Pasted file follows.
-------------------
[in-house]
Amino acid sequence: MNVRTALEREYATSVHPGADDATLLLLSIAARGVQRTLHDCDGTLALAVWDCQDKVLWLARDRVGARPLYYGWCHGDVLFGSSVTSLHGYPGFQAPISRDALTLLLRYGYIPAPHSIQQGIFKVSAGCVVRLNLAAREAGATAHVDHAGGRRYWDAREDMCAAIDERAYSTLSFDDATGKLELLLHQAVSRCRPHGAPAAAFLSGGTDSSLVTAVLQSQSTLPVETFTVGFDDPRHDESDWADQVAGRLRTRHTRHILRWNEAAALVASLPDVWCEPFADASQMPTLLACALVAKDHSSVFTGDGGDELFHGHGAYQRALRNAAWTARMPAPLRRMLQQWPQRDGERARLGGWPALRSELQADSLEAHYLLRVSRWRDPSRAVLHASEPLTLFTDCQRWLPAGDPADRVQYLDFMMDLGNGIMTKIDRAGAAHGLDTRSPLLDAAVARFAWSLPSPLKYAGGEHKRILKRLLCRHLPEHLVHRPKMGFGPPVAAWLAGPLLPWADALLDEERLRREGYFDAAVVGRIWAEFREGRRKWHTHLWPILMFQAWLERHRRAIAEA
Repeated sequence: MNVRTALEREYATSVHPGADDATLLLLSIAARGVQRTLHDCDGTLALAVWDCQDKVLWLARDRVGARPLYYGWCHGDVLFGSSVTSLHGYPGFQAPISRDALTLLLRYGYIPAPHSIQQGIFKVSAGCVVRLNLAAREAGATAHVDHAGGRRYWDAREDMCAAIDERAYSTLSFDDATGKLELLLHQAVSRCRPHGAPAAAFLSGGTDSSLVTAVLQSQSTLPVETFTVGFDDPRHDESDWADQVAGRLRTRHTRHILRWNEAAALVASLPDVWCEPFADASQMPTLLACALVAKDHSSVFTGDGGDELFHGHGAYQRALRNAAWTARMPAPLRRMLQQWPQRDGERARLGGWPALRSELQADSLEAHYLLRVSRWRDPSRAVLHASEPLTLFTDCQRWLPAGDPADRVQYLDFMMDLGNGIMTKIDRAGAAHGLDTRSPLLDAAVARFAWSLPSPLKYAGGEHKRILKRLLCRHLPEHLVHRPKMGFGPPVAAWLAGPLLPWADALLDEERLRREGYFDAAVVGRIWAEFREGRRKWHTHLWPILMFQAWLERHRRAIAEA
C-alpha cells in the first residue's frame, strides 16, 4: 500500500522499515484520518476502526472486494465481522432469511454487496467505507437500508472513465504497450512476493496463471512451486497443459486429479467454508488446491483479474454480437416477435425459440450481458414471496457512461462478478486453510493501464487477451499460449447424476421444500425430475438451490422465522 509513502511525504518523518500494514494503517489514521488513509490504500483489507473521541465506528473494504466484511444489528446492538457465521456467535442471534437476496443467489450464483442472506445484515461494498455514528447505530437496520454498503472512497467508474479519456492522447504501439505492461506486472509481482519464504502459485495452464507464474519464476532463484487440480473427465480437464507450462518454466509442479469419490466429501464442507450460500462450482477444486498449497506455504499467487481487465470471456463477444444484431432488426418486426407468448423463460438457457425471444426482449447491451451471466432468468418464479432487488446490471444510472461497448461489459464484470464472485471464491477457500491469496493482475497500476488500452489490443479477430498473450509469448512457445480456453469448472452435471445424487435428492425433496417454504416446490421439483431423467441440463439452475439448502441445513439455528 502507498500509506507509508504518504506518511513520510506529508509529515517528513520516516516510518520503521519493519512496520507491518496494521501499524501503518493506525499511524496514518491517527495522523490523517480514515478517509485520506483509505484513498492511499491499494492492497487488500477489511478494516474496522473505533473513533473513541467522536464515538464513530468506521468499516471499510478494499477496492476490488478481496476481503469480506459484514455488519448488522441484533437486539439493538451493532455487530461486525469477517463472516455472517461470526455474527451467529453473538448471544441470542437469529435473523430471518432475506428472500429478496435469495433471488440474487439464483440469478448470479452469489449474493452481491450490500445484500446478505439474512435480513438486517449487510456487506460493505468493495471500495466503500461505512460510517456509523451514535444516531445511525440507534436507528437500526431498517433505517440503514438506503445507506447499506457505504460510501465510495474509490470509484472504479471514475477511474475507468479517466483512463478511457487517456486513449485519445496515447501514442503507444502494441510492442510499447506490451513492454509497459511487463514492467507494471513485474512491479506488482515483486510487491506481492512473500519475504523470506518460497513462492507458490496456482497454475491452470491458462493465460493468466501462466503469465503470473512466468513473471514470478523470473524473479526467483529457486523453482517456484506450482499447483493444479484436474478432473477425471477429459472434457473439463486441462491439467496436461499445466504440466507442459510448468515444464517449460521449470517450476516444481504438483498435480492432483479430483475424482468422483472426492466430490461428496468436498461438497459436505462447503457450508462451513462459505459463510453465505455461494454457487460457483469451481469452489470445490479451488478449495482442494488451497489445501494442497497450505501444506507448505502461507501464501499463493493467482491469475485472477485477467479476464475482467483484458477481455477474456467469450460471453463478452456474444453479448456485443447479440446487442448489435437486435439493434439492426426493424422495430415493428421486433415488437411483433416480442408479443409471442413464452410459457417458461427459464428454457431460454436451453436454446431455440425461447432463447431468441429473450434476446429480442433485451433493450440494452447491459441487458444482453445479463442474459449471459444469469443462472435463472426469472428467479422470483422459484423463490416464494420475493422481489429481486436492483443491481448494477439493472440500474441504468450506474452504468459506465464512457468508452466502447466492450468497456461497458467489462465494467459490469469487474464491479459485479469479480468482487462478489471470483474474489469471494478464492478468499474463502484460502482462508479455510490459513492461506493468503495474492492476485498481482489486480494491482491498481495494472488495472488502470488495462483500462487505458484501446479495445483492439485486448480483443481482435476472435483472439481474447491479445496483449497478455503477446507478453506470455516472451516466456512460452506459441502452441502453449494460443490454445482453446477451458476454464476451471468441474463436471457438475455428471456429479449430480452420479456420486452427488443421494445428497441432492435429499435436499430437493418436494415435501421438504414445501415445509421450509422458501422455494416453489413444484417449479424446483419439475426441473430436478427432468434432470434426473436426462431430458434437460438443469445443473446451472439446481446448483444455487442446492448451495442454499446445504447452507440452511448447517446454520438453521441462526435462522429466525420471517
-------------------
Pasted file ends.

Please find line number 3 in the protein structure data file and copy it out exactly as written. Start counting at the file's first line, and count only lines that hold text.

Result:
Repeated sequence: MNVRTALEREYATSVHPGADDATLLLLSIAARGVQRTLHDCDGTLALAVWDCQDKVLWLARDRVGARPLYYGWCHGDVLFGSSVTSLHGYPGFQAPISRDALTLLLRYGYIPAPHSIQQGIFKVSAGCVVRLNLAAREAGATAHVDHAGGRRYWDAREDMCAAIDERAYSTLSFDDATGKLELLLHQAVSRCRPHGAPAAAFLSGGTDSSLVTAVLQSQSTLPVETFTVGFDDPRHDESDWADQVAGRLRTRHTRHILRWNEAAALVASLPDVWCEPFADASQMPTLLACALVAKDHSSVFTGDGGDELFHGHGAYQRALRNAAWTARMPAPLRRMLQQWPQRDGERARLGGWPALRSELQADSLEAHYLLRVSRWRDPSRAVLHASEPLTLFTDCQRWLPAGDPADRVQYLDFMMDLGNGIMTKIDRAGAAHGLDTRSPLLDAAVARFAWSLPSPLKYAGGEHKRILKRLLCRHLPEHLVHRPKMGFGPPVAAWLAGPLLPWADALLDEERLRREGYFDAAVVGRIWAEFREGRRKWHTHLWPILMFQAWLERHRRAIAEA